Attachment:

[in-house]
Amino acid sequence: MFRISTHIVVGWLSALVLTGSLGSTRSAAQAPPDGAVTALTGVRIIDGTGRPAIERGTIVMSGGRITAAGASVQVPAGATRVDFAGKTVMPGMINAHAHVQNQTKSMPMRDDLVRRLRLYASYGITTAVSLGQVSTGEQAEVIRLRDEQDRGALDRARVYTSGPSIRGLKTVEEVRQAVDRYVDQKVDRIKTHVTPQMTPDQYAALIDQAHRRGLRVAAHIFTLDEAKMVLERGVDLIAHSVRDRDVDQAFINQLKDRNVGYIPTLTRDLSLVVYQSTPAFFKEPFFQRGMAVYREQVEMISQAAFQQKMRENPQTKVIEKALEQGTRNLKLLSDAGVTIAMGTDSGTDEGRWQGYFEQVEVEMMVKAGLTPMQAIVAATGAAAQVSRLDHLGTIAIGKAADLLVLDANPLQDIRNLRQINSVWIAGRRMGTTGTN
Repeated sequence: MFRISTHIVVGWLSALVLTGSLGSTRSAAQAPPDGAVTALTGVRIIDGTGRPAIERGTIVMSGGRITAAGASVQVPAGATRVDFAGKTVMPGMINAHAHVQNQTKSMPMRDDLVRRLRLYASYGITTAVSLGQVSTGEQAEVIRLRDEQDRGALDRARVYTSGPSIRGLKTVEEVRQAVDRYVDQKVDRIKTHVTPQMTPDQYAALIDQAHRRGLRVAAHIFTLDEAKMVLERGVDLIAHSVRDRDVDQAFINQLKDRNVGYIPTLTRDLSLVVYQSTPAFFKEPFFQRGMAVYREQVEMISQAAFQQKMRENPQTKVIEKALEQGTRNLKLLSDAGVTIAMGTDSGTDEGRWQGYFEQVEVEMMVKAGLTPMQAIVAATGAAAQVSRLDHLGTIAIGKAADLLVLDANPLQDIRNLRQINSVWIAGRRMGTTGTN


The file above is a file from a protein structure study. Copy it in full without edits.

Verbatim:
[in-house]
Amino acid sequence: MFRISTHIVVGWLSALVLTGSLGSTRSAAQAPPDGAVTALTGVRIIDGTGRPAIERGTIVMSGGRITAAGASVQVPAGATRVDFAGKTVMPGMINAHAHVQNQTKSMPMRDDLVRRLRLYASYGITTAVSLGQVSTGEQAEVIRLRDEQDRGALDRARVYTSGPSIRGLKTVEEVRQAVDRYVDQKVDRIKTHVTPQMTPDQYAALIDQAHRRGLRVAAHIFTLDEAKMVLERGVDLIAHSVRDRDVDQAFINQLKDRNVGYIPTLTRDLSLVVYQSTPAFFKEPFFQRGMAVYREQVEMISQAAFQQKMRENPQTKVIEKALEQGTRNLKLLSDAGVTIAMGTDSGTDEGRWQGYFEQVEVEMMVKAGLTPMQAIVAATGAAAQVSRLDHLGTIAIGKAADLLVLDANPLQDIRNLRQINSVWIAGRRMGTTGTN
Repeated sequence: MFRISTHIVVGWLSALVLTGSLGSTRSAAQAPPDGAVTALTGVRIIDGTGRPAIERGTIVMSGGRITAAGASVQVPAGATRVDFAGKTVMPGMINAHAHVQNQTKSMPMRDDLVRRLRLYASYGITTAVSLGQVSTGEQAEVIRLRDEQDRGALDRARVYTSGPSIRGLKTVEEVRQAVDRYVDQKVDRIKTHVTPQMTPDQYAALIDQAHRRGLRVAAHIFTLDEAKMVLERGVDLIAHSVRDRDVDQAFINQLKDRNVGYIPTLTRDLSLVVYQSTPAFFKEPFFQRGMAVYREQVEMISQAAFQQKMRENPQTKVIEKALEQGTRNLKLLSDAGVTIAMGTDSGTDEGRWQGYFEQVEVEMMVKAGLTPMQAIVAATGAAAQVSRLDHLGTIAIGKAADLLVLDANPLQDIRNLRQINSVWIAGRRMGTTGTN